Tuesday, March 08, 2005

Has everybody been taking crazy pills?

I don't know whether non-Brits have been following the case of the murder of Robert McCartney in Ulster. It has resulted - in combination with the recent massive IRA bank robbery - in extreme pressure being placed on the IRA and Sinn Fein. The chronology is bizarre and has just taken on a more bizarre twist.

  • Shortly after the murder, the McCartney family (who come from a staunch Catholic Republican area) took the extremely brave move of coming forward and saying that a) the IRA was behind the murder and b) the IRA was also actively intimidating witnesses from going to the police.
  • Sinn Fein spokesmen denied the IRA had anything to do with it.
  • It then became glaringly apparent that the IRA was up to its neck in it, at which point Sinn Fein's stance segued into the position that, yes, the IRA might have had something to do with it, but that it was not officially sanctioned.
  • In spite of repeated attempts to get the words to pass their lips, Sinn Fein spokesmen danced around the head of a pin for a number of days avoiding stating that witnesses should go to the police.
  • As pressure mounted on Sinn Fein-IRA, the IRA finally released a statement announcing that it had expelled those involved in the murder. This was widely seen from all quarters as a massively belated and inadequate sop in response to escalating public outrage (Sinn Fein's annual conference was picketed by protesters and the press has been as negative as I've ever known it - even the BBC seems to have lumbered off the fence). The IRA still refused to hand those responsible over to the authorities and Sinn Fein spokesmen continued to engage in rhetorical gymnastics whenever the question of whether witnesses should go to the authorities was raised.
  • Now, in another wacky twist, it seems that senior members of the IRA have met the McCartney family and offered to murder those of its membership that were involved in the killing.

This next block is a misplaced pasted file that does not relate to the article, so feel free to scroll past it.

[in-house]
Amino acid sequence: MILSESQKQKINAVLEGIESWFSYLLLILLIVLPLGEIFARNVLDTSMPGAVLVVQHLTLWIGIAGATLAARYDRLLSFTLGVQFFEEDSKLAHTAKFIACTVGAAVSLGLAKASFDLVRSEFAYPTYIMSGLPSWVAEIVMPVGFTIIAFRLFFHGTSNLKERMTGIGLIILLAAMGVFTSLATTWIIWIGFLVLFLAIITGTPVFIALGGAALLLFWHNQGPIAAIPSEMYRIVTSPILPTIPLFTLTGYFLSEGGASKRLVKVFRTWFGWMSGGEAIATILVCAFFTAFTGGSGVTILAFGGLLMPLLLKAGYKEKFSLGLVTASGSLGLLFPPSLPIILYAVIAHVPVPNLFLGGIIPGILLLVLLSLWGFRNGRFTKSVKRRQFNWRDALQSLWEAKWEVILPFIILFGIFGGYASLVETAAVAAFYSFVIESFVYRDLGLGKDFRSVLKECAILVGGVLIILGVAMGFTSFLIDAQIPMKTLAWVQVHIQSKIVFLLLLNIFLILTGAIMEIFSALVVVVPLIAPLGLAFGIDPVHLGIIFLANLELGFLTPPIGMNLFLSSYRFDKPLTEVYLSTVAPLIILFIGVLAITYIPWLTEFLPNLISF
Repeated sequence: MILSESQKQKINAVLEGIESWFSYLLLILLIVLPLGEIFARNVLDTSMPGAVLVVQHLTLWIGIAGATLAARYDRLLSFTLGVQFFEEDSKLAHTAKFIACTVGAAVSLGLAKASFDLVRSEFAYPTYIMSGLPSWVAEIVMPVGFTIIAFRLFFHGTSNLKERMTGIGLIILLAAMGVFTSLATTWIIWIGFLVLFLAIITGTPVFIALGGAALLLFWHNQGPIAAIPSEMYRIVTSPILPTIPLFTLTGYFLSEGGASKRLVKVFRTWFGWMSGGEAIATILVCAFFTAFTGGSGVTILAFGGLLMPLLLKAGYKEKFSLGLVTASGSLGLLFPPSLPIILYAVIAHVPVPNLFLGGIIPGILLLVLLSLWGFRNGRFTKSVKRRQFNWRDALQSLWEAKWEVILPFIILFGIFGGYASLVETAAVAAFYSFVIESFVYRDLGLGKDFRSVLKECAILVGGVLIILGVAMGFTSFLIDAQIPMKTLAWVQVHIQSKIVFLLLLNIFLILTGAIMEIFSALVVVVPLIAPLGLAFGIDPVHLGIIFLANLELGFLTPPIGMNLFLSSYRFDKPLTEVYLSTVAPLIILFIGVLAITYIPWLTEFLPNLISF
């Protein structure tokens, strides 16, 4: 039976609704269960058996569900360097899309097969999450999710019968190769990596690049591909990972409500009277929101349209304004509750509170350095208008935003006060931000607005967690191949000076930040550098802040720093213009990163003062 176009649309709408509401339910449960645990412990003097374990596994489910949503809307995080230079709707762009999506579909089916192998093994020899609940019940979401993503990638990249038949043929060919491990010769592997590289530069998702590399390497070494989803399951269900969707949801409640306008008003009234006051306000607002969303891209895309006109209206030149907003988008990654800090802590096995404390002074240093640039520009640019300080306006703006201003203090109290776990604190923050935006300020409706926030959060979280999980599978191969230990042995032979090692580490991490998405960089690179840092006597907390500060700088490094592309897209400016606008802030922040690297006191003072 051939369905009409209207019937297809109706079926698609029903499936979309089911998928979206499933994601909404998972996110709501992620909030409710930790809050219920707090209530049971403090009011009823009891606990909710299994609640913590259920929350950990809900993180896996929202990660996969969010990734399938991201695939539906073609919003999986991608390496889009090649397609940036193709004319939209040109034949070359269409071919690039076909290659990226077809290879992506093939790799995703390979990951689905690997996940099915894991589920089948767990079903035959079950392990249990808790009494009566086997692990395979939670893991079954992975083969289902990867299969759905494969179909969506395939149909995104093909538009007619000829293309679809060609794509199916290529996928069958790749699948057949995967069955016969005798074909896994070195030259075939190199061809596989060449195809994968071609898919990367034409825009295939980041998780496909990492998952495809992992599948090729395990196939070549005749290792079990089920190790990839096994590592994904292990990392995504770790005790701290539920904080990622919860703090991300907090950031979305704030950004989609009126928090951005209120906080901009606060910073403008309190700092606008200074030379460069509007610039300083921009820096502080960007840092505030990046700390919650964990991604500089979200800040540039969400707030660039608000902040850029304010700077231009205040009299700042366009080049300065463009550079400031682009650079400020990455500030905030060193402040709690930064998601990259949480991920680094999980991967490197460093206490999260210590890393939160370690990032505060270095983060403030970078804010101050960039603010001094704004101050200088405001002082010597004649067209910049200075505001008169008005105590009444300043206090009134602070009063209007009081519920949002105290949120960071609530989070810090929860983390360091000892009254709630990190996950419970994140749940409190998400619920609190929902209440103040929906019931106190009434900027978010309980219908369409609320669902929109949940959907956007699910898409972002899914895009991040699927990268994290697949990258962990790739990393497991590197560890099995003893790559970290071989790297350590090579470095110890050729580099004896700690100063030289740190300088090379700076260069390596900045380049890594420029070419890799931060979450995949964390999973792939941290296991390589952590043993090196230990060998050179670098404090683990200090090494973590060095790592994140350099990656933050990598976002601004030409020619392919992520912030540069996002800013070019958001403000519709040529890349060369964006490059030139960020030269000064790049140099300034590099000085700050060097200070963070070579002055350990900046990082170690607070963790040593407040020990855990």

To their credit, the McCartney's appear to have told them where to stick it. Quite how much longer this sorry charade can go on for I'm not sure.

Meanwhile, the BBC has learned that Mr McCartney's family are to be
invited to President George W Bush's St Patrick's Day reception.

The US government is not inviting local politicians to the White House
party, but is focusing attention on figures it believes are acting as
peacemakers.

All credit to the President on this one. The Bush administration has, since pre-9/11, been rather less susceptible to the Congressional Irish lobby over the issue of the IRA than previous US administrations (to put things into perspective, while all the active "loyalist" terror groups are registered as terrorist organisations [quite rightly] with the US authorities, the Provisional IRA is not and was until recently able to fundraise and operate logistics from the USA with impunity. Worse, the Real IRA, who rejected the Good Friday Agreement and has never given up terrorism or even pretended to do so, remained a perfectly legal organisation in the USA throughout President Clinton's tenure and was able to raise money and whatnot. To say that a certain "asymmetry" existed would be an understatement) and it seems to me that this is a good move - more should be done to look to the views of ordinary people from both sides of the religious divide who want to put the violence behind them and get their communities back on track.

2 Comments:

Anonymous Anonymous said...

gee, perhaps this would be a good time to apply the Abu Ghraib factor and torture Gerry Adams until he confesses all that he knows

10:47 PM  
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